Distrustful, Debt-Ridden and Disengaged: the Millennial Generation
Young adults today - the generation referred to as Millennials - are more distrustful of people than ever, less likely to belong to a party or religion, more in debt, and say they are unable to marry because "they lack a solid economic foundation," according to new analysis by Pew Research.
"Now ranging in age from 18 to 33, they are relatively unattached to organized politics and religion, linked by social media, burdened by debt, [and] distrustful of people," the study says.
An overwhelming majority (81%) of Millennials said "you can't be too careful" when asked this question:
"Generally speaking, would you say that most people can be trusted or that you can't be too careful in dealing with people?"
Only 19% of Millennials felt that "most people can be trusted," with 31% of Gen Xers (34-49 year olds, the generation just above Millennials) agreeing, 40% of Boomers (50-68 year olds) and 37% of Silents (69-86 year olds) also agreeing.
Pew Research surveys show that 50% of Millennials describe themselves as political independents and 29% are not affiliated with any religion. "These are at or near the highest levels of political and religious disaffiliation recorded for any generation in the quarter-century that the Pew Research Center has been polling on these topics," Pew says.
Only 26% of Millennials are married. 69% of unmarried Millennials say they would like to marry; "but many, especially those with lower levels of income and education, lack what they deem to be a necessary prerequisite-a solid economic foundation." (When other generations were the age that Millennials are now (18-33) 36% of Generation X, 48% of Baby Boomers and 65% of the members of the Silent Generation were married.)
Millennials are also the first in the modern era to have higher levels of student loan debt, poverty and unemployment, and lower levels of wealth and personal income than their two immediate predecessor generations (Gen Xers and Boomers) had at the same stage of their life cycles.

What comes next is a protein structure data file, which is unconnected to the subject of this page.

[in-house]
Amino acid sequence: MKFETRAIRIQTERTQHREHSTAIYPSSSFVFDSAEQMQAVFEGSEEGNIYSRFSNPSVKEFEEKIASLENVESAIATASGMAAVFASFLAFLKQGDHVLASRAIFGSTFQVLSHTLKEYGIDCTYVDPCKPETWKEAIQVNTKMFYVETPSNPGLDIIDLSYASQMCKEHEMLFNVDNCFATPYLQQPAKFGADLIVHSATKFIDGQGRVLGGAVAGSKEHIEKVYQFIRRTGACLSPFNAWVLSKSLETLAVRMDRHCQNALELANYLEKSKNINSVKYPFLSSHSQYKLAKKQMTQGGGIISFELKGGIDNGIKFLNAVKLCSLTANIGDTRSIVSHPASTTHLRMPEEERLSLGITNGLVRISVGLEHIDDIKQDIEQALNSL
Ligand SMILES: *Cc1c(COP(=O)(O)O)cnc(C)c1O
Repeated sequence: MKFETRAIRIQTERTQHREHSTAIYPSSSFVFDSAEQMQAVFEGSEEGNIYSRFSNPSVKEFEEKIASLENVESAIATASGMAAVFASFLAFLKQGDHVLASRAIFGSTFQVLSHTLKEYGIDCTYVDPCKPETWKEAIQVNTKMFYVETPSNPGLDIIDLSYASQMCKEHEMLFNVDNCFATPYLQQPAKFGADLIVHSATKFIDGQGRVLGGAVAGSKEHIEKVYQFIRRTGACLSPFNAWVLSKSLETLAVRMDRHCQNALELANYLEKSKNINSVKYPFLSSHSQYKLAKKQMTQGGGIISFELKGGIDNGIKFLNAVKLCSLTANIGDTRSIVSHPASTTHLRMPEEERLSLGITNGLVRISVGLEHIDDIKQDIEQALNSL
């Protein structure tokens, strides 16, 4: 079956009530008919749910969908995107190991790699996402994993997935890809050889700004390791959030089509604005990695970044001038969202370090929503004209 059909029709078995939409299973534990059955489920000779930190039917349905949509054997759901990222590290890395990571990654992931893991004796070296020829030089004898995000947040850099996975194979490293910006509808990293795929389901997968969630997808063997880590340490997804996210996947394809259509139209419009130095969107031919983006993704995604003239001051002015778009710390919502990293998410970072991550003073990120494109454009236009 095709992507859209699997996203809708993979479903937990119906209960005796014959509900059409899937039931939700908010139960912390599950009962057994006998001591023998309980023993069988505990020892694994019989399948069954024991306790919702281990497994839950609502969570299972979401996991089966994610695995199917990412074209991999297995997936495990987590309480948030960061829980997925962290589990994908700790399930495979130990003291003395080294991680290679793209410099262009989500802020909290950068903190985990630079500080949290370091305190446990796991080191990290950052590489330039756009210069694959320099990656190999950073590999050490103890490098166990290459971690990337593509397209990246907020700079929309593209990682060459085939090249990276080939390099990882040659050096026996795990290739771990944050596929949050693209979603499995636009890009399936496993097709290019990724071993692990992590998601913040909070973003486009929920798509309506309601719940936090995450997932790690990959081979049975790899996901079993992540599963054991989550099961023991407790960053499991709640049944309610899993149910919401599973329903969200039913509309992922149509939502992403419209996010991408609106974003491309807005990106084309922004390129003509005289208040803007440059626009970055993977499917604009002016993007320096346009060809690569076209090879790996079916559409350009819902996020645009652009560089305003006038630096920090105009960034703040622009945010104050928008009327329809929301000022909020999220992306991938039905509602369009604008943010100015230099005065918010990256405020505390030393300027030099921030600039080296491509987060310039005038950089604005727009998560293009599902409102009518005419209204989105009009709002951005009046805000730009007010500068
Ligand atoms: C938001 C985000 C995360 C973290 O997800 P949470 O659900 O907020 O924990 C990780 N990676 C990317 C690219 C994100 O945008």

Their difficult economic circumstances in part reflect the impact of the Great Recession (2007-2009) and in part the longer-term effects of globalization and rapid technological change on the American workforce. Median household income in the U.S. today remains below its 1999 peak, the longest stretch of stagnation in the modern era, and during that time income and wealth gaps have widened.
The timing of these macro-economic trends has been especially hard on older Millennials, many of whom were just entering the workforce in 2007 when the economy sank into a deep recession from which it has yet to fully recover.
While Millennials have liberal views, typical of young generations, on same-sex marriage and the legalization of pot, they also trend with the views of older adults on abortion and gun control. They agree with their elders in a favorable assessment of business and the role of government.
Does all of this sound just a little too familiar to you? If so, you can take this quiz to determine, on a scale of 0-100, your "Millennialness."
None of what this study finds is truly surprising. Millennials came of age during the Monica Lewinsky sex scandals and the 24/7 news cycle of endless negativity. They are the first generation that cannot reasonably hope to do better than their grandparents did, and they've had to take on an outsize amount of college loan debt for jobs didn't open up when they graduated college. Instead, the economy tanked. As if all that wasn't bad enough, the government has been taking on debt that this generation knows it won't be able to pay back.
No wonder they're so distrustful.